- March 2011
- New Tax Deal Lowers Estate Tax and Extends IRA Charity Break
- Democrats Turn Back Republican Health Care Repeal Amendment
- House & Senate Committees Hold Hearings on Tax Reform
- Obama's Budget Plan Calls for Cut in Charitable Deductions
- Republicans Propose Big Federal Budget cuts That Impact Non Profits
- Many Nonprofits Face Lawsuits over Madoff's Fraud
- Senator's Investigation into Ministries Leads to Tax Review
- Officials Say Oregon Charity Shifted Millions to Iran
- Budget-Strapped Cities Charge Nonprofits New Fees
- Nonprofits in CA Face More Fiscal Strain
- Virginia A.G. Says No State Funds Can Legally Go To Charities
- NV Court Rules Donor-Advised Funds Can Ignore Donor Advice
- CT University Fights to Preserve Donor List Confidentiality
- OR Sues Veterans Charities Accused of Misusing Funds
- The IRS Steps Up Scrutiny of Nonprofits
- IRS Investigates CA Hospital's Charity's Nonprofit Status
- Automatic Revocations Will Reshape Nonprofits Beyond 2011
- Postal Rates to Increase in April 2011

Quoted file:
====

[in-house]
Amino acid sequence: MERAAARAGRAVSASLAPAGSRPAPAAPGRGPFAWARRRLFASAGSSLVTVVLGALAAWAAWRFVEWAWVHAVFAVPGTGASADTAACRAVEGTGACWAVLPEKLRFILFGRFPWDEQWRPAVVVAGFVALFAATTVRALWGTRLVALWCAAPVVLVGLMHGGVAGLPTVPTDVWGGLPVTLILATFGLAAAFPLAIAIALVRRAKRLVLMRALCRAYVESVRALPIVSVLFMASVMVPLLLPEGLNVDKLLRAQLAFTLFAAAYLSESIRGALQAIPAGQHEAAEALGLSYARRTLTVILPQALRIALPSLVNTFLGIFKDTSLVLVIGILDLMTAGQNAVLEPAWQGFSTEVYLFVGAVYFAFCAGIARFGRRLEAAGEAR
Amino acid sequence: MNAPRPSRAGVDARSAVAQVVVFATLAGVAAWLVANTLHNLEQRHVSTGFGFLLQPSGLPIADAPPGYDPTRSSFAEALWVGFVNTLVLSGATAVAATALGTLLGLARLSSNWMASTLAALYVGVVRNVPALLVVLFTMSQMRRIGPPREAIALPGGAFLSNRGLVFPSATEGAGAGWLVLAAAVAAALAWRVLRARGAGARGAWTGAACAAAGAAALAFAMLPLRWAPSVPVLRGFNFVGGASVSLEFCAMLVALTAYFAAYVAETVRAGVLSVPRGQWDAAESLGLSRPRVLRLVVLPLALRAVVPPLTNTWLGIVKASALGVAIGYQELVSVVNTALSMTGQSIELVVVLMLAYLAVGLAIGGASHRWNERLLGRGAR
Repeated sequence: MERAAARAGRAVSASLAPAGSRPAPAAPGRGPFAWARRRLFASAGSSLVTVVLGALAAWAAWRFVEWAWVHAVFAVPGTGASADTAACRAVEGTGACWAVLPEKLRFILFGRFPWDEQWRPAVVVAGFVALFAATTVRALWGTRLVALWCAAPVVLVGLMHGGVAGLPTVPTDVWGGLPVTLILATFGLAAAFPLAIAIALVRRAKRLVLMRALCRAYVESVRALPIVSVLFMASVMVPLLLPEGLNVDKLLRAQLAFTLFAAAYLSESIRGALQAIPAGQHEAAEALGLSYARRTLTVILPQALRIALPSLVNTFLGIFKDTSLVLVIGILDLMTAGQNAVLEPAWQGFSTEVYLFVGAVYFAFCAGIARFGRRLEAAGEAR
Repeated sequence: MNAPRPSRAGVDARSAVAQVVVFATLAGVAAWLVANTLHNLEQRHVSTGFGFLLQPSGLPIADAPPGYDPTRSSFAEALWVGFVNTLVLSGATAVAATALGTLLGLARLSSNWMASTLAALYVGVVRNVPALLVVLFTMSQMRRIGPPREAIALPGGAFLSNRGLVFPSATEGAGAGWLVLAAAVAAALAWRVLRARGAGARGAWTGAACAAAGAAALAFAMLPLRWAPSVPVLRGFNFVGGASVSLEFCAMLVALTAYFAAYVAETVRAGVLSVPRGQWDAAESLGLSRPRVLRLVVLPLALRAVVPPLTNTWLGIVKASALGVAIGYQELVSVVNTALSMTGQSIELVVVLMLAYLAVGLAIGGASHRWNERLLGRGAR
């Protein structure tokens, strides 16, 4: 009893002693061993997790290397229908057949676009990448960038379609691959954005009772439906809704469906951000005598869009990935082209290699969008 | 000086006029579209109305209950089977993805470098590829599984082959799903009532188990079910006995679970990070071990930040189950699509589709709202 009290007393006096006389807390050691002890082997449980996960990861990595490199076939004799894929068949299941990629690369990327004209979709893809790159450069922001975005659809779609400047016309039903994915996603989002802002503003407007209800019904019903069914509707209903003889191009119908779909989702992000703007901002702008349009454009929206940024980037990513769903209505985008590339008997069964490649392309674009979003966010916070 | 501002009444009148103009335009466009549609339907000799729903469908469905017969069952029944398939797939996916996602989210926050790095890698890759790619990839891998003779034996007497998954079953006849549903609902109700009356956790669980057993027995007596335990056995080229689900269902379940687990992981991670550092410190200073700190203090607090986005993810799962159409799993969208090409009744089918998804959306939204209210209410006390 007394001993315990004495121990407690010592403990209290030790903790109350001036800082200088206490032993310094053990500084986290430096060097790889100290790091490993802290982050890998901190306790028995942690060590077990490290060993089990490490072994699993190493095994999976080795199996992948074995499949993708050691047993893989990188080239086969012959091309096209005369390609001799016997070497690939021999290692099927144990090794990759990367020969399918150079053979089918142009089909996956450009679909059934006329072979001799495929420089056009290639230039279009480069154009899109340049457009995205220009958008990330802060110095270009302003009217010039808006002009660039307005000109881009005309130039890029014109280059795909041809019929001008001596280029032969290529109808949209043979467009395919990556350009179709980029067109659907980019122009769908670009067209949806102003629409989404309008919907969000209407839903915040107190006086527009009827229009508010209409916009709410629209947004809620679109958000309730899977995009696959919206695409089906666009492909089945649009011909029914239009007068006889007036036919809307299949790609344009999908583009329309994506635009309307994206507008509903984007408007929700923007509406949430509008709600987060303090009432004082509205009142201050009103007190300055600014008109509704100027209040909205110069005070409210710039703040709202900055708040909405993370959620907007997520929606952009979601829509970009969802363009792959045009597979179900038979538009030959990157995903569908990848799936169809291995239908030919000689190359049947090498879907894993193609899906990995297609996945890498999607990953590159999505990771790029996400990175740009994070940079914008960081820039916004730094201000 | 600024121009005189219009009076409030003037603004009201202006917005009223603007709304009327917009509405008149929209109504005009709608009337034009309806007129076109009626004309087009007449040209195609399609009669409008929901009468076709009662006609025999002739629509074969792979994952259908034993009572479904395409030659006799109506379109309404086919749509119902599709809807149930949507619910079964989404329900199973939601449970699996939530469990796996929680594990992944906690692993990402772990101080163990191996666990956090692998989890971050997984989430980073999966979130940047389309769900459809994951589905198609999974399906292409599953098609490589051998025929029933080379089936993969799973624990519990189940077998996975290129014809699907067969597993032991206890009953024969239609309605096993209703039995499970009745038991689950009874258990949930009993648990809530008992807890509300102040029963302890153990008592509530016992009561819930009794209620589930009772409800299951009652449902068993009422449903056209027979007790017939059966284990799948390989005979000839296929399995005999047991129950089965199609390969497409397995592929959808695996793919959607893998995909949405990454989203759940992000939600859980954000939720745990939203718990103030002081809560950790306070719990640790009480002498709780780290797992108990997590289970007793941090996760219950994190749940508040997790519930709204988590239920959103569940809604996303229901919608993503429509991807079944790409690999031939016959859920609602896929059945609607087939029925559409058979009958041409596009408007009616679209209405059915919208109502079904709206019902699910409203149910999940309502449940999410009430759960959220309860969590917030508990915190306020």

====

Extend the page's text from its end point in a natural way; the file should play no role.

- All Pages
The IRS Steps Up Scrutiny of Nonprofits
The Internal Revenue Services says it plans greater scrutiny of a wide range of charity activities, including loans nonprofits make to top officials and whether they paid sufficient employment taxes.
The plans follow stepped-up efforts over the past few years to oversee nonprofits. Figures released by the Internal Revenue Services show its audits of charities increased from about 7,800 in 2008 to just over 10,00 in 2009, a jump of about 30 percent. In 2010 the numbers of audits jumped 12 percent, to approximately 11,500.
The greater oversight is largely the result of an increased number of IRS employees. IRS officials also said their enforcement efforts benefited from increased collaboration with the Social Security Administration and with state regulators, yielding valuable electronic data that allowed them to spot organizations that were trying to avoid paying employment taxes.
The IRS has been studying the employment-tax reporting practices of about 4,000 tax-exempt organizations each year since 2007. The agency was able to pinpoint organizations that reported paying wages to employees but didn’t file a federal form to report employment taxes. Other showed compensation for officers on their informational tax forms but didn’t file wage or employment tax documents for those workers.
Agents also found loans to charity officials that were not correctly reported on the organizations’ Form 990 in several cases and assessed more than $5-million in penalties.